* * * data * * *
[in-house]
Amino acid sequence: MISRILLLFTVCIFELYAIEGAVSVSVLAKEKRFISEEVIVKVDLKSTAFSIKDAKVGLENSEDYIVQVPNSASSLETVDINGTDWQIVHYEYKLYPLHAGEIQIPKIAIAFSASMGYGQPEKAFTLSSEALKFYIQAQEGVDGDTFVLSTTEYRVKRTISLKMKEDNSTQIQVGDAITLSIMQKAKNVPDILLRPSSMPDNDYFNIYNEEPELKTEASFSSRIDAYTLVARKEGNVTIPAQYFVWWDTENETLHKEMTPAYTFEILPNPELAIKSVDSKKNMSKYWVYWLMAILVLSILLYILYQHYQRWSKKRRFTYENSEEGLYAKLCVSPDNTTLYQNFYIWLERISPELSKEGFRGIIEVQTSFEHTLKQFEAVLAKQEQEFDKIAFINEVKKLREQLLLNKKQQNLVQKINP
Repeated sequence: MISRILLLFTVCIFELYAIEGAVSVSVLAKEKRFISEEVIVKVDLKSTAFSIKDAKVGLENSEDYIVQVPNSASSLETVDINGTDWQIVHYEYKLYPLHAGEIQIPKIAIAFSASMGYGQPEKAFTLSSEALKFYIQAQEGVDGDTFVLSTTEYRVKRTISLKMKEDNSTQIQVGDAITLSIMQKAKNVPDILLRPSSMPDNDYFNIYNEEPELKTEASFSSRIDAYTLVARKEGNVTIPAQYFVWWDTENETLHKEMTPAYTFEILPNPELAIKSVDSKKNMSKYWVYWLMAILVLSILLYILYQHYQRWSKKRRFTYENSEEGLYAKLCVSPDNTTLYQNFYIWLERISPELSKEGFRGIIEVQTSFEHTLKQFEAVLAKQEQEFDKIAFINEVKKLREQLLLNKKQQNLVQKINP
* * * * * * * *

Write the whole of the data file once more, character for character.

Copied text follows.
[in-house]
Amino acid sequence: MISRILLLFTVCIFELYAIEGAVSVSVLAKEKRFISEEVIVKVDLKSTAFSIKDAKVGLENSEDYIVQVPNSASSLETVDINGTDWQIVHYEYKLYPLHAGEIQIPKIAIAFSASMGYGQPEKAFTLSSEALKFYIQAQEGVDGDTFVLSTTEYRVKRTISLKMKEDNSTQIQVGDAITLSIMQKAKNVPDILLRPSSMPDNDYFNIYNEEPELKTEASFSSRIDAYTLVARKEGNVTIPAQYFVWWDTENETLHKEMTPAYTFEILPNPELAIKSVDSKKNMSKYWVYWLMAILVLSILLYILYQHYQRWSKKRRFTYENSEEGLYAKLCVSPDNTTLYQNFYIWLERISPELSKEGFRGIIEVQTSFEHTLKQFEAVLAKQEQEFDKIAFINEVKKLREQLLLNKKQQNLVQKINP
Repeated sequence: MISRILLLFTVCIFELYAIEGAVSVSVLAKEKRFISEEVIVKVDLKSTAFSIKDAKVGLENSEDYIVQVPNSASSLETVDINGTDWQIVHYEYKLYPLHAGEIQIPKIAIAFSASMGYGQPEKAFTLSSEALKFYIQAQEGVDGDTFVLSTTEYRVKRTISLKMKEDNSTQIQVGDAITLSIMQKAKNVPDILLRPSSMPDNDYFNIYNEEPELKTEASFSSRIDAYTLVARKEGNVTIPAQYFVWWDTENETLHKEMTPAYTFEILPNPELAIKSVDSKKNMSKYWVYWLMAILVLSILLYILYQHYQRWSKKRRFTYENSEEGLYAKLCVSPDNTTLYQNFYIWLERISPELSKEGFRGIIEVQTSFEHTLKQFEAVLAKQEQEFDKIAFINEVKKLREQLLLNKKQQNLVQKINP